SA based Independent economists downgrade Zambia’s Political risk rating

∙         President Michael Sata’s regime is losing the plot

∙         Actions against Vedanta subsidiary look petty and irrational

∙         Justifies a political risk downgrade on top of previous concerns

President Michael Sata and his Patriotic Front (PF) government seem determined to flush Zambia’s economy down the drain. The old, muddled expression of ‘those who the gods wish to destroy…’ seems to be the only fitting description of Zambian behaviour towards foreign investors in recent times. Logic, reason, policy and even populism fail to adequately explain the Sata regime’s suicidal thinking.

Another old expression, the one about the camel’s back, comes into play and NKC Independent Economists has decided to downgrade its political risk rating for Zambia. As a consequence, the rating moves from ‘low’ to ‘low tending moderate’. Trend lines stay negative, implying that a further downgrade is likely at a later date. This follows several months of risk trending negative.

When President Sata took the reins of power in Zambia, the old curmudgeon immediately began to act on long-held grudges, pursuing a vendetta of revenge and campaigning against real and perceived enemies who had made his life a misery while he was in opposition. His eccentric and vindictive campaigns were often cloaked in an anti-corruption blanket and since his actions did not appear to have significant implications for broad economic policy, his determination to protect Zambians from foreign exploitation and unfair labour practices was tolerated.

According to recent
Reuters reports, Zambia has revoked the work permit of the chief executive of Konkola Copper Mines (KCM), owned by London-listed Vedanta Resources, following a row between government and the company. KCM, the country’s biggest private sector employer and also the biggest foreign investor in Africa’s largest copper producer, said earlier this month it planned to cut more than 1,500 jobs by March as it begins to mechanise its operations. The government responded by threatening to withdraw its licence for taking business decisions.

Reuters reports that on Monday, November 11, Moses Suwali, an interior ministry spokesman, said that the government had decided to revoke the visa of KCM chief executive Kishore Kumar for failing to attend meetings with government officials.

Reuters added that the KCM dispute is one of several tarnishing the image of Zambia as one of frontier Africa’s most promising investment destinations. The government last month threatened to shut Shoprite stores after the South African company fired 3,000 workers who went on strike over pay. Shoprite backed down.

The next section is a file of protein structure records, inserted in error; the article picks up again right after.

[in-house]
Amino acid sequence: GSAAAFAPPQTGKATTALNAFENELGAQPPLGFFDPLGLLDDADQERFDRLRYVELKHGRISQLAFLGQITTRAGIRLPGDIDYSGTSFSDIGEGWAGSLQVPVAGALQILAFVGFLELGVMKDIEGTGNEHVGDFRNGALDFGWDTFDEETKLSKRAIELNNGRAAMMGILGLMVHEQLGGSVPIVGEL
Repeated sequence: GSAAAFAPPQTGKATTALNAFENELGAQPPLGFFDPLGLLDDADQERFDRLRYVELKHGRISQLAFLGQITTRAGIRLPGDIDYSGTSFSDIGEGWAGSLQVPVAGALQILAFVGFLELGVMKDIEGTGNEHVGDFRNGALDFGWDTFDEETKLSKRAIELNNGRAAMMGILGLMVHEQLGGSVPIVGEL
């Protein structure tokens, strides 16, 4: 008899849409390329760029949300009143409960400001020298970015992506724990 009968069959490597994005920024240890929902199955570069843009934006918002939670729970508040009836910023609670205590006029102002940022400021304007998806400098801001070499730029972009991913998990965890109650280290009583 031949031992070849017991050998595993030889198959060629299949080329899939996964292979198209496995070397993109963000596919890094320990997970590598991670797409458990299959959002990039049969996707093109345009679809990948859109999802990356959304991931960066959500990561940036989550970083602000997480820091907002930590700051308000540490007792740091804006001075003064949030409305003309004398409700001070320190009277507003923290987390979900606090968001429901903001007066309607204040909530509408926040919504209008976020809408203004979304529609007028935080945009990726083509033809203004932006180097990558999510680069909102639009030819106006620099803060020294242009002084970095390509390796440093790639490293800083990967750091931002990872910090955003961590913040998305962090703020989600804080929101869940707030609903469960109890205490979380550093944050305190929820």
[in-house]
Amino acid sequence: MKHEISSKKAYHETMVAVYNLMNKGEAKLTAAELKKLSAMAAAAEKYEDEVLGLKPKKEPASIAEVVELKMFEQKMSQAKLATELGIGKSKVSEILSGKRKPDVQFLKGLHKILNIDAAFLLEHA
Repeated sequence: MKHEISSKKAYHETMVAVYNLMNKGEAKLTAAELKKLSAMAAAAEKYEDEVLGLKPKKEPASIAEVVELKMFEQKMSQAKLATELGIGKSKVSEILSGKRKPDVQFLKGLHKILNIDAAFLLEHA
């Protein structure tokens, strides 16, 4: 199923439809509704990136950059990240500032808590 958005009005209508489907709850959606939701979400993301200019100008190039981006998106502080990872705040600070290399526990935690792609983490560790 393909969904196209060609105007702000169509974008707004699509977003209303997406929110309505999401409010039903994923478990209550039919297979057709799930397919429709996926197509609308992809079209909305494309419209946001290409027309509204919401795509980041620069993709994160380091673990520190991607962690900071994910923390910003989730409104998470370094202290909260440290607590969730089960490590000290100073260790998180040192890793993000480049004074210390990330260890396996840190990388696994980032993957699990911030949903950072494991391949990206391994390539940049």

President Sata was given political space after his election – after all, foreign investors and others had clamoured for transparency and an end to corruption and the new broom appeared to be bringing that about. But too much was personal, too much was pure spite. The recent developments – the threats to revoke licences, withdraw work permits and force foreign companies to retain staff they do not need or who break labour law – suggest the Sata regime has lost the plot completely. In this attempt to keep its populist promises (it was never going to be able to keep them), the PF runs the serious risk of throwing out the baby, the bathwater, and the bath as well as the bathroom and that is not going to win any votes.

Why do we care?

Zambia was one of the bright prospects for investment and African business under previous administrations even though its copybook was blotted. Corruption, nepotism and political sideshows were frequent, but the economy and the business environment were left to grow and develop, and foreign business was encouraged. Despite his less than statesmanlike entrance, President Sata was allowed his whims since they appeared to coincide with the tenets of good governance even if they were tinged with personal vindictiveness. The latest developments are something else; they suggest a regime floundering under a rising tide of populist promises and a failure to deliver to date as the global economy continues to hurt. We downgraded our political risk rating because Zambia’s investment environment can no longer be trusted: new ventures need careful examination and expansion plans are best mothballed for the short term. The Sata regime cannot continue with this suicide plan, it either stops and some semblance of sanity returns, or the economy suffers significant damage. The political risk downgrade does not currently constitute a sovereign credit risk downgrade, although we will downgrade the overall credit rating outlook from ‘stable’ to ‘negative’ in our upcoming December report if the government does not take steps to rectify the deterioration in the fiscal account, debt metrics and external buffers. At present, we rate Zambia’s overall sovereign credit risk as “B+” with a stable outlook.

Analyst: Gary van

NKC Independent Economists is a privately owned political and economic research unit located in Paarl, Western Cape, with a focus on the African continent. Founded in 2002, NKC scans the political and macroeconomic environment of 30 African countries and is able to measure sovereign risk in detail

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